The court denied Graceland’s quick foreclosure during a hearing on Wednesday, citing his need to examine additional documentation.

The Naussany firm was not represented at the hearing. However, just before it started, Gregory E. Naussany, claiming to be a company representative, filed a document with the court. In the filing, Ms. Keough’s accusations were refuted, time was requested for presenting a defense, and an email address for more communication—[email protected]—was provided.

But Naussany Investments seemed to have given up by the end of the day. The Associated Press and The Commercial Appeal both revealed that they received emails from the business retracting its assertions. Graceland’s tourism operator, Elvis Presley Enterprises, informed The New York Times that a lawyer representing the family’s trust had also received an email from someone posing as Gregory Naussany, claiming that Naussany Investments did not intend to move forward with a sale. 

However, Naussany Investments has not yet filed a move to withdraw its claim, according to court documents.

On Tuesday, Ms. Keough’s attorney declined to comment.

It’s hard to know how much credence to give the latest emails sent by the Naussany Investments email address to The Times, in an odd case with so many unsolved concerns. Although the author claims to be based in Nigeria, it is unclear exactly where he is.

A translator who examined the two emails sent to The Times said that although the English in the court filings the corporation has submitted is fluid, the Bantu language employed in the letters is awkward at times.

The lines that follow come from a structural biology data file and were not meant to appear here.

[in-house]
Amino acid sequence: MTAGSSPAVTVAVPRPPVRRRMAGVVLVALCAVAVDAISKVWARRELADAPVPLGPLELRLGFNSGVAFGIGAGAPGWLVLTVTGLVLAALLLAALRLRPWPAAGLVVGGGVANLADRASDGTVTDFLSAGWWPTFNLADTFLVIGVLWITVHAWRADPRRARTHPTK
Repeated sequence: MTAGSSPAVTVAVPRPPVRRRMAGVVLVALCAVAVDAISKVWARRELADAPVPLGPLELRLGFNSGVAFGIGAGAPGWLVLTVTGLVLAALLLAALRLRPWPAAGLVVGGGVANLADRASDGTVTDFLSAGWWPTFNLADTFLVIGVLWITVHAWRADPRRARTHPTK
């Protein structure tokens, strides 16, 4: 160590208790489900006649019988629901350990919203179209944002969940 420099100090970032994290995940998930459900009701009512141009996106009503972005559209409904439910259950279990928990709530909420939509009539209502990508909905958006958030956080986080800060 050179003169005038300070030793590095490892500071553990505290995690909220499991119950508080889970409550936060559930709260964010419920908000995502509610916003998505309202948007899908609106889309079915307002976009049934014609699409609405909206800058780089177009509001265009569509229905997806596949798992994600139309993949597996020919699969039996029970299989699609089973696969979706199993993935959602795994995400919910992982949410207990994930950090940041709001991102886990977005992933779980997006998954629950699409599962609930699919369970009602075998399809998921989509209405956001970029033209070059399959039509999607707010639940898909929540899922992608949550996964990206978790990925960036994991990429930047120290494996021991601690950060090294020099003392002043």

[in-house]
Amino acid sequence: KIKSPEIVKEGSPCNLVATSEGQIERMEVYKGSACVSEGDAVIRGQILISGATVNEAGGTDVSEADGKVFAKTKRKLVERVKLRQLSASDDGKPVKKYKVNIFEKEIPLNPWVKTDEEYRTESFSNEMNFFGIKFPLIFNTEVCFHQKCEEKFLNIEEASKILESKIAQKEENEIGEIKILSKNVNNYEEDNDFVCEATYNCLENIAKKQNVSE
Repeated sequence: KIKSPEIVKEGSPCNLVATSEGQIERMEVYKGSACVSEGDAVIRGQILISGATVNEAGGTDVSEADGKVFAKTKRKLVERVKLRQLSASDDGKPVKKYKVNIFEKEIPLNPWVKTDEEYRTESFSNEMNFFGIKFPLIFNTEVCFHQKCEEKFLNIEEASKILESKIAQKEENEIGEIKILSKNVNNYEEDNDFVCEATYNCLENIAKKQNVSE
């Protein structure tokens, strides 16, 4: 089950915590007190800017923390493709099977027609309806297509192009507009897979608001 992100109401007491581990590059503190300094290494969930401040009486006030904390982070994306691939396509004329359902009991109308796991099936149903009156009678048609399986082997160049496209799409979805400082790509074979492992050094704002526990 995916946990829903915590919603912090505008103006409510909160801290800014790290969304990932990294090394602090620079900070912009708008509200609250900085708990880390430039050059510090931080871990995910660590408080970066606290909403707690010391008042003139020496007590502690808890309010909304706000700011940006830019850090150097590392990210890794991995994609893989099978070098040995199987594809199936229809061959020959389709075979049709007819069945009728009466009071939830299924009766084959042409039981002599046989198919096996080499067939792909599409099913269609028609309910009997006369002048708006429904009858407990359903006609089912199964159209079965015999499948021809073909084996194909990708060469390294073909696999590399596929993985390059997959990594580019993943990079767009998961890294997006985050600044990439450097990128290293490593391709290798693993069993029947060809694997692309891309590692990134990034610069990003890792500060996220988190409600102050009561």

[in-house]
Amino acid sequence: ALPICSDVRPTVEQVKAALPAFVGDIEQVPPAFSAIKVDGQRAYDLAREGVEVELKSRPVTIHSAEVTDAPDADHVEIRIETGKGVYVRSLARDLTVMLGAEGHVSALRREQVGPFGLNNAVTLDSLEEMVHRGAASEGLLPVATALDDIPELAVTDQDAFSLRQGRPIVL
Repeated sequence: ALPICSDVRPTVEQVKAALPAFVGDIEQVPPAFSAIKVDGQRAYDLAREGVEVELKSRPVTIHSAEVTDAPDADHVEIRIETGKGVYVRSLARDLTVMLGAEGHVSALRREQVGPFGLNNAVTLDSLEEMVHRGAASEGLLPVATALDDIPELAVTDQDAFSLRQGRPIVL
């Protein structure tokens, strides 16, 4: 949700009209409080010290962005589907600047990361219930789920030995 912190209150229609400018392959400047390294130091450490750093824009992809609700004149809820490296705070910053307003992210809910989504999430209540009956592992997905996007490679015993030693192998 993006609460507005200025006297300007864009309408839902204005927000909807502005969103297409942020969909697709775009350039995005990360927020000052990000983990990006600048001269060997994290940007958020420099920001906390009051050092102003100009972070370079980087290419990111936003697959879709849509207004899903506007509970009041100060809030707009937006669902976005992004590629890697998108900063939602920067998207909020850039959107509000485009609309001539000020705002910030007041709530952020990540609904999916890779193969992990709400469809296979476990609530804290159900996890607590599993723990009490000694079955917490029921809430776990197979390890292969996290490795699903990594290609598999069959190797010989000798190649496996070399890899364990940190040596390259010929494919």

Several media sites, including NBC News, have received emails from individuals claiming to have connections to the corporation; nevertheless, it doesn’t seem that any malfeasance was acknowledged in those letters.

In its court documents, Naussany Investments has provided a list of multiple email addresses. The Times received both emails recently, and they were sent from the address stated in the company’s court filing as belonging to Gregory Naussany. In all of them, the author put up the argument that he was a member of an elaborate identity theft ring that had specifically targeted Americans because they were thought to be credulous.

In response to The Times’ request for additional details on particular matters, the author said, “You don’t have to understand.” Beyond claiming credit for what he claimed to be the ring’s success in prior cases, the writer did not explain being so open in the emails.

“I am the one who creates trouble,” the writer said in opening his first email on Friday.

Tennessee’s attorney general, Jonathan Skrmetti, announced on Thursday that his office would examine Naussany Investments and look into its attempt to foreclose on what he claimed to be the most “beloved” residence in the state. A request for comment on Tuesday was not immediately answered by an office spokesperson.

Darrell Castle, a lawyer from Memphis who has worked on foreclosures regularly for over 40 years, described the scenario as “extremely unusual to the point of being unbelievable” on Friday, even before the company’s newest emails were received.

Professor of real estate at the University of Memphis Mark A. Sunderman was astounded by the boldness of the endeavor, but he also pointed out that the system is not infallible.

“They picked the wrong piece of property,” he said. “If this had not been such a high-profile piece of property, they might have gotten away with it.”

In this instance, the person who claimed credit for the plan in emails later said he had been outwitted in a mix of English and Luganda.

“Yo client dont have nothing to worries,” the person wrote, “win fir her.”

Then the writer added: “She beat me at my own game.”

Recently, GreatGameIndia reported that Americans incurred a staggering $9 billion loss in 2022 due to scam text messages, as revealed by Federal Trade Commission data.